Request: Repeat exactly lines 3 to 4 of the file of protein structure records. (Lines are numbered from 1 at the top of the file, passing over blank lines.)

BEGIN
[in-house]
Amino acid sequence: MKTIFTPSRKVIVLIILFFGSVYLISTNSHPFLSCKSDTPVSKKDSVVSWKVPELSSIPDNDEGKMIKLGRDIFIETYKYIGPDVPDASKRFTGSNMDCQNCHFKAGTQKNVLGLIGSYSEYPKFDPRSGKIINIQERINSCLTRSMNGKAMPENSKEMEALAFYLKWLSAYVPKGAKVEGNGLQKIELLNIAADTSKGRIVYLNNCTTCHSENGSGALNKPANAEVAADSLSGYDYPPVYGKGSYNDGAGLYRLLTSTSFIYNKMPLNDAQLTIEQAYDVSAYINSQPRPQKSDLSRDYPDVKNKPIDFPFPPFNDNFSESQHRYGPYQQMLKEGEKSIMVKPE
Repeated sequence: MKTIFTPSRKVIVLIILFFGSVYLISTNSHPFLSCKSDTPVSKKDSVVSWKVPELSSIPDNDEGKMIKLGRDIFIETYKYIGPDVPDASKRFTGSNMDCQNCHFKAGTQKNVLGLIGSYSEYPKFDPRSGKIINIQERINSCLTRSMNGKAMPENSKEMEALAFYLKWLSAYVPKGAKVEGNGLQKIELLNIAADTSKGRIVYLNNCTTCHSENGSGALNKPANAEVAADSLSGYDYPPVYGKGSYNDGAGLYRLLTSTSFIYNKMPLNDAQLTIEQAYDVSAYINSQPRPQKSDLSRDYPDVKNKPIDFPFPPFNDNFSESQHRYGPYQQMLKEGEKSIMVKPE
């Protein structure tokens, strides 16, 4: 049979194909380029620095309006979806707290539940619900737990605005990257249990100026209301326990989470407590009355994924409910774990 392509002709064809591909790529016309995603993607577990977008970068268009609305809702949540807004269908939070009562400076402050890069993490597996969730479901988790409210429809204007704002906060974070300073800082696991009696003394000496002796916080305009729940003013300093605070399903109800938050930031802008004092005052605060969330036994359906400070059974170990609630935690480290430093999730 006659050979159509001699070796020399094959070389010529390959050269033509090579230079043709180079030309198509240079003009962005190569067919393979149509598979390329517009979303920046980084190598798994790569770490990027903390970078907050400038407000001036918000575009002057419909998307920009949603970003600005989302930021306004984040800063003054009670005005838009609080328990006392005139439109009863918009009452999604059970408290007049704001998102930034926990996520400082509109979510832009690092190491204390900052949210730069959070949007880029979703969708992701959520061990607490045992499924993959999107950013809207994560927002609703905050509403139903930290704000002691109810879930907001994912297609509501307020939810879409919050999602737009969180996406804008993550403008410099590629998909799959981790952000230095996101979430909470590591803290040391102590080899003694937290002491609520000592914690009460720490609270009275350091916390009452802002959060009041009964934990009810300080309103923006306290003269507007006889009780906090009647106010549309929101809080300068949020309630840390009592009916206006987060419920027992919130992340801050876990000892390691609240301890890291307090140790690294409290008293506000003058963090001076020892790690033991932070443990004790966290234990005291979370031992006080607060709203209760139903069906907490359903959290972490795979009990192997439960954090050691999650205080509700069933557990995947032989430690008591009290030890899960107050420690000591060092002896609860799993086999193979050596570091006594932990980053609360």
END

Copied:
Repeated sequence: MKTIFTPSRKVIVLIILFFGSVYLISTNSHPFLSCKSDTPVSKKDSVVSWKVPELSSIPDNDEGKMIKLGRDIFIETYKYIGPDVPDASKRFTGSNMDCQNCHFKAGTQKNVLGLIGSYSEYPKFDPRSGKIINIQERINSCLTRSMNGKAMPENSKEMEALAFYLKWLSAYVPKGAKVEGNGLQKIELLNIAADTSKGRIVYLNNCTTCHSENGSGALNKPANAEVAADSLSGYDYPPVYGKGSYNDGAGLYRLLTSTSFIYNKMPLNDAQLTIEQAYDVSAYINSQPRPQKSDLSRDYPDVKNKPIDFPFPPFNDNFSESQHRYGPYQQMLKEGEKSIMVKPE
């Protein structure tokens, strides 16, 4: 049979194909380029620095309006979806707290539940619900737990605005990257249990100026209301326990989470407590009355994924409910774990 392509002709064809591909790529016309995603993607577990977008970068268009609305809702949540807004269908939070009562400076402050890069993490597996969730479901988790409210429809204007704002906060974070300073800082696991009696003394000496002796916080305009729940003013300093605070399903109800938050930031802008004092005052605060969330036994359906400070059974170990609630935690480290430093999730 006659050979159509001699070796020399094959070389010529390959050269033509090579230079043709180079030309198509240079003009962005190569067919393979149509598979390329517009979303920046980084190598798994790569770490990027903390970078907050400038407000001036918000575009002057419909998307920009949603970003600005989302930021306004984040800063003054009670005005838009609080328990006392005139439109009863918009009452999604059970408290007049704001998102930034926990996520400082509109979510832009690092190491204390900052949210730069959070949007880029979703969708992701959520061990607490045992499924993959999107950013809207994560927002609703905050509403139903930290704000002691109810879930907001994912297609509501307020939810879409919050999602737009969180996406804008993550403008410099590629998909799959981790952000230095996101979430909470590591803290040391102590080899003694937290002491609520000592914690009460720490609270009275350091916390009452802002959060009041009964934990009810300080309103923006306290003269507007006889009780906090009647106010549309929101809080300068949020309630840390009592009916206006987060419920027992919130992340801050876990000892390691609240301890890291307090140790690294409290008293506000003058963090001076020892790690033991932070443990004790966290234990005291979370031992006080607060709203209760139903069906907490359903959290972490795979009990192997439960954090050691999650205080509700069933557990995947032989430690008591009290030890899960107050420690000591060092002896609860799993086999193979050596570091006594932990980053609360």